LONDON — Bentley will cut 1,000 jobs – almost a quarter of its workforce – as the automaker tries to compensate for revenue lost during the shutdown of its plant in the U.K. and subsequent reduced production rate.
Bentley said it would initially reduce staffing levels through voluntary layoffs but added that it could not rule out compulsory departures.
“Losing colleagues is not something we are treating lightly but this is a necessary step that we have to take to safeguard the jobs of the vast majority who will remain,” Bentley CEO Adrian Hallmark said in a statement on Friday.
Bentley is the latest British automaker to reduce employee headcount after Aston Martin announced on Thursday it would cut 500 jobs and McLaren Group said in May it would ax 1,200 positions across its applied technology, automotive and racing businesses.
Bentley, which is owned by Volkswagen Group, had returned to profit in 2019 and delivered a record-breaking first quarter after it overcame production delays to its new Continental GT coupe and convertible, and its Flying Spur sedan.
It was the only VW Group brand whose vehicle sales increased in the first three months, rising to 3,302 units from 2,584 in the first quarter of 2019. The automaker also made an operating profit of 56 million euros ($63.5 million) for the quarter.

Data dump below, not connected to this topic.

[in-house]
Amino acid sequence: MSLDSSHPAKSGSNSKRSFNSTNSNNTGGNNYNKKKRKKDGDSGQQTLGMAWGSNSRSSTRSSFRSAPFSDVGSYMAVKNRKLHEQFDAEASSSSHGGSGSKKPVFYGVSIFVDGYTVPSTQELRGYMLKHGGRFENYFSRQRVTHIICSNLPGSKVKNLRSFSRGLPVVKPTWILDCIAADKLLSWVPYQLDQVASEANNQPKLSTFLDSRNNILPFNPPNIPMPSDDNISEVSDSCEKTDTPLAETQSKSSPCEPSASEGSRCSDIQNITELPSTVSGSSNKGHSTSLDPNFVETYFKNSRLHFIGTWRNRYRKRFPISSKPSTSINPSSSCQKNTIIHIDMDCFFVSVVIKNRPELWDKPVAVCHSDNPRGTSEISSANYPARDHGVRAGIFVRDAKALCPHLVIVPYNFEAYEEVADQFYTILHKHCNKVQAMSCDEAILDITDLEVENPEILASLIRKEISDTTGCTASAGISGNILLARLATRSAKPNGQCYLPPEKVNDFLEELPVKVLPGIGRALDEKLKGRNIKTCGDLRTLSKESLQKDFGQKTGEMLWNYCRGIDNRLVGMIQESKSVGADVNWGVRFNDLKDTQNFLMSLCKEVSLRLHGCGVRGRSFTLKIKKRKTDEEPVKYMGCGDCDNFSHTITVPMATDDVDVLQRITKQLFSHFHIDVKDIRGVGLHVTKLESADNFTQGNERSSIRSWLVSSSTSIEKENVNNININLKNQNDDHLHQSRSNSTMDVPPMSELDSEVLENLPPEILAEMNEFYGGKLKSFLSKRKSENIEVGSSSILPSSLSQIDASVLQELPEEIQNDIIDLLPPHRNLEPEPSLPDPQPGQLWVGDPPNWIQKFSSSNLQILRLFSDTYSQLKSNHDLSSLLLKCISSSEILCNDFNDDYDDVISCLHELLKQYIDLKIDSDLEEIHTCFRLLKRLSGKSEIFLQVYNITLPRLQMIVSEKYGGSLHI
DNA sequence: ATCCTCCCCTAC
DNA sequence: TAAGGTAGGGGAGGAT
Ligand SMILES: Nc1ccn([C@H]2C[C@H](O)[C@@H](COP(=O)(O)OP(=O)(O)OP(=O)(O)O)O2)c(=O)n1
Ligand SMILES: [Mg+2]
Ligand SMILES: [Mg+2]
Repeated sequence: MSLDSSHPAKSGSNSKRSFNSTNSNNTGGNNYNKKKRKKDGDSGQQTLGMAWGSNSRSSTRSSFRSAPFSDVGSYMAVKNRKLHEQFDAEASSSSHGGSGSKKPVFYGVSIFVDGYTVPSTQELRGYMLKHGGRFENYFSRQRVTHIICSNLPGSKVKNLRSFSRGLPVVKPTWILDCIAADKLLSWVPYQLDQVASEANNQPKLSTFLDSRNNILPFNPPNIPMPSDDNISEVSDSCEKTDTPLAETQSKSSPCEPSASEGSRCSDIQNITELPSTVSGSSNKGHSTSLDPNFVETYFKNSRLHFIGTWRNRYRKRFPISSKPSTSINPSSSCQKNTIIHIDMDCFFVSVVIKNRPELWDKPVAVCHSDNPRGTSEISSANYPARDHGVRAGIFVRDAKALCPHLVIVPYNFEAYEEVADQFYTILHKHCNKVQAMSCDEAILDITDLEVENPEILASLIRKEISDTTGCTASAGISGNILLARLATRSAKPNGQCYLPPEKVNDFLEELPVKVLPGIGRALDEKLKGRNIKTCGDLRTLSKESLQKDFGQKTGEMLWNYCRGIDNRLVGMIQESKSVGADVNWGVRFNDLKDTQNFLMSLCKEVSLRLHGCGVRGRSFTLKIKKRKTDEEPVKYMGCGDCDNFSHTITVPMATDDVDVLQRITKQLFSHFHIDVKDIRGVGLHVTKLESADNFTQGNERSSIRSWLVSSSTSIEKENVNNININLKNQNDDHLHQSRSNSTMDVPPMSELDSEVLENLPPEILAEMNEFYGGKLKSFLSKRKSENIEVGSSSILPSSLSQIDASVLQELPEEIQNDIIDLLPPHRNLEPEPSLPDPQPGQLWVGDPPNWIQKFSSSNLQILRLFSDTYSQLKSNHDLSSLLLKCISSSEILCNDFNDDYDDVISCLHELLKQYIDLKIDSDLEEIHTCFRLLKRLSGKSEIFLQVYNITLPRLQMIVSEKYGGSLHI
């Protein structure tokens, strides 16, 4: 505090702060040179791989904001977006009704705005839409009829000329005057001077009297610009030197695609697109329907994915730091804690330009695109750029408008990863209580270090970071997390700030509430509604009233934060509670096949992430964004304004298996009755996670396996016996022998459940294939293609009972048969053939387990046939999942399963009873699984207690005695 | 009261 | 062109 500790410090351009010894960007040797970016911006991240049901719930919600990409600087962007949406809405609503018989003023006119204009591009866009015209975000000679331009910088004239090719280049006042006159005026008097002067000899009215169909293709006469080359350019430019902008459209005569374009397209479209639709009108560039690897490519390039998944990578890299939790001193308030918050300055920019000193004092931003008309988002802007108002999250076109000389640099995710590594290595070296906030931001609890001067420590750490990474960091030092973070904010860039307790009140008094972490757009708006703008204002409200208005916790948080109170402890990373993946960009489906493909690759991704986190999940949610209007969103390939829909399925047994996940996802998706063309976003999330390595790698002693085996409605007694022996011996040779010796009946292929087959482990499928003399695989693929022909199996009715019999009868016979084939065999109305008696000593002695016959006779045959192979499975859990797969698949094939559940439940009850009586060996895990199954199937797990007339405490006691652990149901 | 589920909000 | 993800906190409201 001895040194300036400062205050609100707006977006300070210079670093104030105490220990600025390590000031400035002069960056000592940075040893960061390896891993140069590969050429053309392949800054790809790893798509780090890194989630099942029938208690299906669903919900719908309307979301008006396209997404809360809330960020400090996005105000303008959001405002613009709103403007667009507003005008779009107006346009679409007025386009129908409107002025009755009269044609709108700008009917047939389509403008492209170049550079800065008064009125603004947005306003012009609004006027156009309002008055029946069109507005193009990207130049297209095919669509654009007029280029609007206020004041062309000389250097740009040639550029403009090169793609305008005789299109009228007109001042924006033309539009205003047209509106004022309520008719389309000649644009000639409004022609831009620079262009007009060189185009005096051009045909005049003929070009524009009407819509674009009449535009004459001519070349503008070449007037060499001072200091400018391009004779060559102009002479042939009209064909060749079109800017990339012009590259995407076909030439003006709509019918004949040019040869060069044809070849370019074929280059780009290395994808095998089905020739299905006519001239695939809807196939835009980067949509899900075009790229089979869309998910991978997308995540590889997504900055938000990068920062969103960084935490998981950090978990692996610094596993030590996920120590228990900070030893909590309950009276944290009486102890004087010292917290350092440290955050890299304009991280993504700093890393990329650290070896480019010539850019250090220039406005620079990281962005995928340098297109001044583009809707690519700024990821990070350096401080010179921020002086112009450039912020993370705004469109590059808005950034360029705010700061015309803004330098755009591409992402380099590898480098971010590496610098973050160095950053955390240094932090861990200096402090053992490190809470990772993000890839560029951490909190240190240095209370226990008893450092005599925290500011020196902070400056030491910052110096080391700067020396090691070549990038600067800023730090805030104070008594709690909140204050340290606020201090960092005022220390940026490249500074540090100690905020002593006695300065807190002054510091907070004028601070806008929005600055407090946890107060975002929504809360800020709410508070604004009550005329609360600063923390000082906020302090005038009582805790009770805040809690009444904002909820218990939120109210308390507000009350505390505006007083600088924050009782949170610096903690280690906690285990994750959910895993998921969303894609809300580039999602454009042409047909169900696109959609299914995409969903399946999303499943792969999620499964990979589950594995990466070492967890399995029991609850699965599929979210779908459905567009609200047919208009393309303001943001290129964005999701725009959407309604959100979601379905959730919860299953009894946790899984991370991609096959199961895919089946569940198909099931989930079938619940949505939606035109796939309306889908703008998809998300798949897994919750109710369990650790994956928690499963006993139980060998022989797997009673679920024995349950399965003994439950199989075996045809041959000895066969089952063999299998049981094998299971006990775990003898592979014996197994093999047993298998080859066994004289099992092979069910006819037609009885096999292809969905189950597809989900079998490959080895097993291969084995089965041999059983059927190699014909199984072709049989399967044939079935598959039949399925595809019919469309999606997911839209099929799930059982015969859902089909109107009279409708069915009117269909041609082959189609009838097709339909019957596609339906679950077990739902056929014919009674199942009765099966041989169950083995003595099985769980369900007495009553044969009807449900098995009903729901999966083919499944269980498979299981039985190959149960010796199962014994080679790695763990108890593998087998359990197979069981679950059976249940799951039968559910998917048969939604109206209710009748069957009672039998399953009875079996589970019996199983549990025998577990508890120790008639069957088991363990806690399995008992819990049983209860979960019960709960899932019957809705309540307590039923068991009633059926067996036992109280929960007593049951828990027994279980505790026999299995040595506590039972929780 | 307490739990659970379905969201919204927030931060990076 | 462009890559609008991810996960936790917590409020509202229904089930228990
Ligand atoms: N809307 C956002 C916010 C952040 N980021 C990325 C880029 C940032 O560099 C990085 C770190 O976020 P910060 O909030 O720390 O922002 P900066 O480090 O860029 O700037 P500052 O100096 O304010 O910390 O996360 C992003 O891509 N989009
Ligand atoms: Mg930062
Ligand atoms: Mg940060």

Bentley restarted production on May 11 at its factory in Crewe, England, after coronavirus restrictions were eased. The shutdown will reduce revenue by 25 percent to 30 percent for the year, Hallmark said in an interview with Automotive News Europe on Wednesday.
“It has embedded a loss into this year that whatever we do in the next five months you cannot then repay,” he said.
Bentley was losing 88 million pounds ($111 million) a month for almost two months while the plant was shut down, Hallmark said.
The Crewe factory is running at 50 percent capacity to comply with social distancing measures.
Bentley had also stopped employing “several hundred” contractors working at the plant when the lockdown first started, Hallmark said.
The company used 1,000 contractors last year and the less fixed nature of their employment gives the company flexibility to reduce or add staff easily.
“We always plan to have that buffer because you never know,” Hallmark said.
Bentley currently employs 4,200 full-time workers. About 2,200 are working at the Crewe factory, 1,500 are working from home and 500 are still furloughed with salaries being paid by the British government.
Hallmark declined to give a figure for the cost of the voluntary layoff package but said it was “expensive.”
EV ‘may slip’
Bentley also announced it would likely delay its planned battery-electric vehicle to 2026. The company previously said it would be launched by 2025.
“The ambition to have the first BEV by 2025 does not change but with the COVID-19 crisis there could be some slippage,” Hallmark said. “The short-term shock does not help because we planned to generate more cash to be able to pre-invest in the next generation [of models].”